Mr Gill acknowledged the Agricultural Comprehensive Plan and budgetary provisions for the sector as good initiatives but proposed that the government look into establishing mechanisms to also protect farmers from intense competition from imported products that have flooded the market. He also proposed that residents of other islands have similar opportunities as persons residing on Mahé, where most services and ministries are based.

LDS member for Plaisance Clive Roucou was next to deliver his address, starting off by stating “the budget presented to us is one which is incomplete. It has no backbone and has not been accompanied by clear actions to address major problems in our country”. He too criticised the lack of “a clear action plan” to improve efficacy and performance in the health, education and public service in general asserting that simply increasing the budget for departments including the Agency for the Prevention of Drug Abuse and Rehabilitation (Apdar) from R47 million to R73 million without any concrete programme, will not amount to anything and will fail to produce the desired result.

Audrey Vidot, US member for Roche Caïman, was next to present her response in which she affirmed her support for the budget which she said will serve its purpose of equitable results and rendering wealth distribution more equitable.

“The budget is also indicating a president who is listening, not only to his supporters, but all Seychellois who have a voice to express themselves. The budget reflects the wishes and aspirations of our people, and their pleas,” she said.

Tax increases for alcohol and tobacco manufacturers was one of the many concerns of Stephen Pillay, LDS member for Au Cap, who seemed doubtful about whether it will have the desired effect to curb alcohol and tobacco abuse.

Mr Pillay also addressed the issue of Air Seychelles, calling for more information to be given to the assembly regarding the airline’s agreement with Etihad and its financial standing. Mr Pillay also proposed a comprehensive salary grid be drawn up for the public sector that is reflective of factors including cost of living, noting a R500 increment in minimum wage is still insufficient for a family.

He also spoke about PMC raising a bond of R200 million and hope, that contrary to the past, the bonds will be made available to individuals as priority to invest as opposed to big banks and companies with capital, referring to the budget as an election budget but that LDS will not tolerate any bureaucracy or abuses of the financial resources.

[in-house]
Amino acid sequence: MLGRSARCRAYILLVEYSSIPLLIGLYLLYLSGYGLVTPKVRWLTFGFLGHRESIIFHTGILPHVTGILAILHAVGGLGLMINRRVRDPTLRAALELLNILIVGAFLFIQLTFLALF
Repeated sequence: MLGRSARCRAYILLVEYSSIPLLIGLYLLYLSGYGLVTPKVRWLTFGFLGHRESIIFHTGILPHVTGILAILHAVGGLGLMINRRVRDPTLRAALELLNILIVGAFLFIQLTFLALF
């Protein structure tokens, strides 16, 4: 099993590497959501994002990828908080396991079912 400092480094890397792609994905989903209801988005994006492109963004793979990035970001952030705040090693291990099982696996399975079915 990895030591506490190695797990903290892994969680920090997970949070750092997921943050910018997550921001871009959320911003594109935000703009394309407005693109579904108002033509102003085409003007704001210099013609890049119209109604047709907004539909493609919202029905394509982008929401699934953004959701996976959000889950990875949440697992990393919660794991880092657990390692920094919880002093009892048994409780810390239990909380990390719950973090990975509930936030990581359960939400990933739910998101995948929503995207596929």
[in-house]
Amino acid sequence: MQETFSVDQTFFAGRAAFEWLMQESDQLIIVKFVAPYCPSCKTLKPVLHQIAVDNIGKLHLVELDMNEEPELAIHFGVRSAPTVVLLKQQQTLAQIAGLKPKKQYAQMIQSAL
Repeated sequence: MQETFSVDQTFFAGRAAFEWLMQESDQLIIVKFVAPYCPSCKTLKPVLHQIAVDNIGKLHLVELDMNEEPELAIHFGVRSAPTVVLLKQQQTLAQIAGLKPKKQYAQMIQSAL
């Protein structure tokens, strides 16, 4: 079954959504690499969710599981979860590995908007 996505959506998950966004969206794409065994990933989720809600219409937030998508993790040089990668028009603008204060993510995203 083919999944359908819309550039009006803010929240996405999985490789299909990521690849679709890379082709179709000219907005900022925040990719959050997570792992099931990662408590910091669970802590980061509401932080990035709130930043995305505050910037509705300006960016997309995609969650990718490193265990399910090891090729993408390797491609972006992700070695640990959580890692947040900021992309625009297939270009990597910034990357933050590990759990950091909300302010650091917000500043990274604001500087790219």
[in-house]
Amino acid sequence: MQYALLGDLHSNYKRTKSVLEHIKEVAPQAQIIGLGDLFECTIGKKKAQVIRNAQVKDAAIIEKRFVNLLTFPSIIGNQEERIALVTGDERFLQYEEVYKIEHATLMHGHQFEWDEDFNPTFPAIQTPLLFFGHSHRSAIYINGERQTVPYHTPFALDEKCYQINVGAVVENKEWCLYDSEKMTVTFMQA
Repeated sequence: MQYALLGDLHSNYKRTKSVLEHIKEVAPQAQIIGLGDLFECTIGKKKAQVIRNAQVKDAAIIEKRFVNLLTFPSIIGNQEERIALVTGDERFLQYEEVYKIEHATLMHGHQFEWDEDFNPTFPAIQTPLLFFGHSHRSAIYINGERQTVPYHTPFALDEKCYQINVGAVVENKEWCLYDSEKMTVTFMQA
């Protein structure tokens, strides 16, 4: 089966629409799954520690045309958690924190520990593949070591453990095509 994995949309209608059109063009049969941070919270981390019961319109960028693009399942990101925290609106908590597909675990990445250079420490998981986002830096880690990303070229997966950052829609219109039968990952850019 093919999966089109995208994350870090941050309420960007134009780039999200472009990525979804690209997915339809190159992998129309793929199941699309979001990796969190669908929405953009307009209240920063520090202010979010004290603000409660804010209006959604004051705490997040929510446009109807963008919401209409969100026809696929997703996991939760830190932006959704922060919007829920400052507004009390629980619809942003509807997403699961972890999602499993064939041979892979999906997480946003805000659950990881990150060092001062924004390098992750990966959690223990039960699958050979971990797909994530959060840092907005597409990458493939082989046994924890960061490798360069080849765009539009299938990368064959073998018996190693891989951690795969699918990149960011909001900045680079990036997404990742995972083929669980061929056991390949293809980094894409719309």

Egbert Aglae, US member for Port Glaud, reinforced sentiments similar to those of US members who had presented their responses.

LDS member Florry Larue cited Vision 2033 as included in the 2020 budget, dismissing the vision as unreflective of modern day Seychelles and its people.

“I suggest that more investment is injected in regulatory bodies, Seychelles Licensing Authority (SLA), the tax collectors,” she said asserting the need for better tax collections rather than increase certain taxes, the impacts of which are then passed on to the local clientèle and visitors alike and render Seychelles an uncompetitive tourist destination.

Ms Larue concluded her deliberation by stating that the budget needs to in future be more functional and serve its intended purpose.

LDS member for Les Mamelles, Bernard Georges, intervened next stating that the budget represents many missed opportunities for the country and the population. Mr Georges proposed that budgetary provisions are not well-thought out and do not necessarily prioritise important challenges, sectors and issues.

He too made reference to numerous infrastructure projects that have failed to take off over recent years dubbing the budget as “an election budget”.

A fair tax regime was also proposed by Mr Georges who also asserted the need for the government to support the telecommunications sector. He made reference to the Cable & Wireless sale to a consortium of Seychellois urging the government to join the consortium as an investor as a means to generate revenue to reduce tax burdens on citizens and finance capital projects.

The final member to present his deliberation, US member Sebastien Pillay, reminded the assembly of the government’s heavy spending in education and health.

“Is this not an indication that we are reinvesting back in the people and in the right places?” Mr Pillay questioned, urging the assembly to adopt a more positive approach towards the budget and government’s efforts, also noting that the opposition had very little to criticise from the budget.

Mr Pillay also proposed a tax review and reform and urged the government to create more opportunities for entrepreneurship and business development for Seychellois.

Contrary to previous responses, Mr Pillay commended Apdar’s efforts towards rehabilitation of drug addicts and noting the effectiveness of its programmes.

“What remains for us to do, collectively, as a nation, a people, is to work together to bring our country forward. This budget, has enough in it to bring our country forward if we work together and walk shoulder to shoulder, we can do it,” Mr Pillay said to conclude the assembly’s sitting for the day.

The assembly will resume today with members’ budget responses as from 9am.

Minister Loustau-Lalanne is expected to have his right of reply on Monday.

 

Laura Pillay